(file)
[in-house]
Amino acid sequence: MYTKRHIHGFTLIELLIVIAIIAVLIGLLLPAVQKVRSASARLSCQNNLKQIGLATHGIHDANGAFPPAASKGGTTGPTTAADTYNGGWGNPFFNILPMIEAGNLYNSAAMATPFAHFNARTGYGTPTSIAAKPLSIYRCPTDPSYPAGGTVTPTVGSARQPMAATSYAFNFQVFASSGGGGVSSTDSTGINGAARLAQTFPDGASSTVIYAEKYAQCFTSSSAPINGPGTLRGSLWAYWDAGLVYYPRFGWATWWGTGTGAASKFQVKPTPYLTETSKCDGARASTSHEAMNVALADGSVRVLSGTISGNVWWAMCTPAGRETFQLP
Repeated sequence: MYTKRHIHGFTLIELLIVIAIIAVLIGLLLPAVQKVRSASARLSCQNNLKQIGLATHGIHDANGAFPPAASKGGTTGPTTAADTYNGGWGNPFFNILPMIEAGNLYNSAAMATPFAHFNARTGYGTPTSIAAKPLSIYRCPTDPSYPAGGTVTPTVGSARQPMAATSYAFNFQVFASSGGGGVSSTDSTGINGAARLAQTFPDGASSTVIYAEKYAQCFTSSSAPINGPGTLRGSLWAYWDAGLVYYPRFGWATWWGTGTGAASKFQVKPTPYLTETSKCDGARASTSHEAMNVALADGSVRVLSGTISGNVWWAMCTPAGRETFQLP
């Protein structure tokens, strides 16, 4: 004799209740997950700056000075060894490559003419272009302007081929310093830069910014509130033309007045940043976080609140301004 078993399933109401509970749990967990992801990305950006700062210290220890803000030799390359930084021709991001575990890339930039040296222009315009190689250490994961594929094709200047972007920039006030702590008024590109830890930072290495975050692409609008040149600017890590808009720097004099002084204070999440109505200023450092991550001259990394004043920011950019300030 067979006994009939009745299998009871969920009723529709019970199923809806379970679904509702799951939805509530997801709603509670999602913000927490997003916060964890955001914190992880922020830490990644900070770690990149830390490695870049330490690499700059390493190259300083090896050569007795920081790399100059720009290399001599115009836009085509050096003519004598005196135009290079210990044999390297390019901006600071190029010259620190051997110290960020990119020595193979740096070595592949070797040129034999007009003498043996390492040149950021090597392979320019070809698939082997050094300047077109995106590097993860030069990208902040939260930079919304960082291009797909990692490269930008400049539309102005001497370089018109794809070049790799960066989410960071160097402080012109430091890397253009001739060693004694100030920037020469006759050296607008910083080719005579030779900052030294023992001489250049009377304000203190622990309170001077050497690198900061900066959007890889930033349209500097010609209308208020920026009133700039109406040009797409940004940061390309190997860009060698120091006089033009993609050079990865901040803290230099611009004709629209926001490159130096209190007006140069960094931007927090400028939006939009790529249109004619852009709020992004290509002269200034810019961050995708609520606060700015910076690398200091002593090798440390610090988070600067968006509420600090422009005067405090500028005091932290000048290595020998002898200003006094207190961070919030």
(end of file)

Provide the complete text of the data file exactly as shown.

[in-house]
Amino acid sequence: MYTKRHIHGFTLIELLIVIAIIAVLIGLLLPAVQKVRSASARLSCQNNLKQIGLATHGIHDANGAFPPAASKGGTTGPTTAADTYNGGWGNPFFNILPMIEAGNLYNSAAMATPFAHFNARTGYGTPTSIAAKPLSIYRCPTDPSYPAGGTVTPTVGSARQPMAATSYAFNFQVFASSGGGGVSSTDSTGINGAARLAQTFPDGASSTVIYAEKYAQCFTSSSAPINGPGTLRGSLWAYWDAGLVYYPRFGWATWWGTGTGAASKFQVKPTPYLTETSKCDGARASTSHEAMNVALADGSVRVLSGTISGNVWWAMCTPAGRETFQLP
Repeated sequence: MYTKRHIHGFTLIELLIVIAIIAVLIGLLLPAVQKVRSASARLSCQNNLKQIGLATHGIHDANGAFPPAASKGGTTGPTTAADTYNGGWGNPFFNILPMIEAGNLYNSAAMATPFAHFNARTGYGTPTSIAAKPLSIYRCPTDPSYPAGGTVTPTVGSARQPMAATSYAFNFQVFASSGGGGVSSTDSTGINGAARLAQTFPDGASSTVIYAEKYAQCFTSSSAPINGPGTLRGSLWAYWDAGLVYYPRFGWATWWGTGTGAASKFQVKPTPYLTETSKCDGARASTSHEAMNVALADGSVRVLSGTISGNVWWAMCTPAGRETFQLP
């Protein structure tokens, strides 16, 4: 004799209740997950700056000075060894490559003419272009302007081929310093830069910014509130033309007045940043976080609140301004 078993399933109401509970749990967990992801990305950006700062210290220890803000030799390359930084021709991001575990890339930039040296222009315009190689250490994961594929094709200047972007920039006030702590008024590109830890930072290495975050692409609008040149600017890590808009720097004099002084204070999440109505200023450092991550001259990394004043920011950019300030 067979006994009939009745299998009871969920009723529709019970199923809806379970679904509702799951939805509530997801709603509670999602913000927490997003916060964890955001914190992880922020830490990644900070770690990149830390490695870049330490690499700059390493190259300083090896050569007795920081790399100059720009290399001599115009836009085509050096003519004598005196135009290079210990044999390297390019901006600071190029010259620190051997110290960020990119020595193979740096070595592949070797040129034999007009003498043996390492040149950021090597392979320019070809698939082997050094300047077109995106590097993860030069990208902040939260930079919304960082291009797909990692490269930008400049539309102005001497370089018109794809070049790799960066989410960071160097402080012109430091890397253009001739060693004694100030920037020469006759050296607008910083080719005579030779900052030294023992001489250049009377304000203190622990309170001077050497690198900061900066959007890889930033349209500097010609209308208020920026009133700039109406040009797409940004940061390309190997860009060698120091006089033009993609050079990865901040803290230099611009004709629209926001490159130096209190007006140069960094931007927090400028939006939009790529249109004619852009709020992004290509002269200034810019961050995708609520606060700015910076690398200091002593090798440390610090988070600067968006509420600090422009005067405090500028005091932290000048290595020998002898200003006094207190961070919030």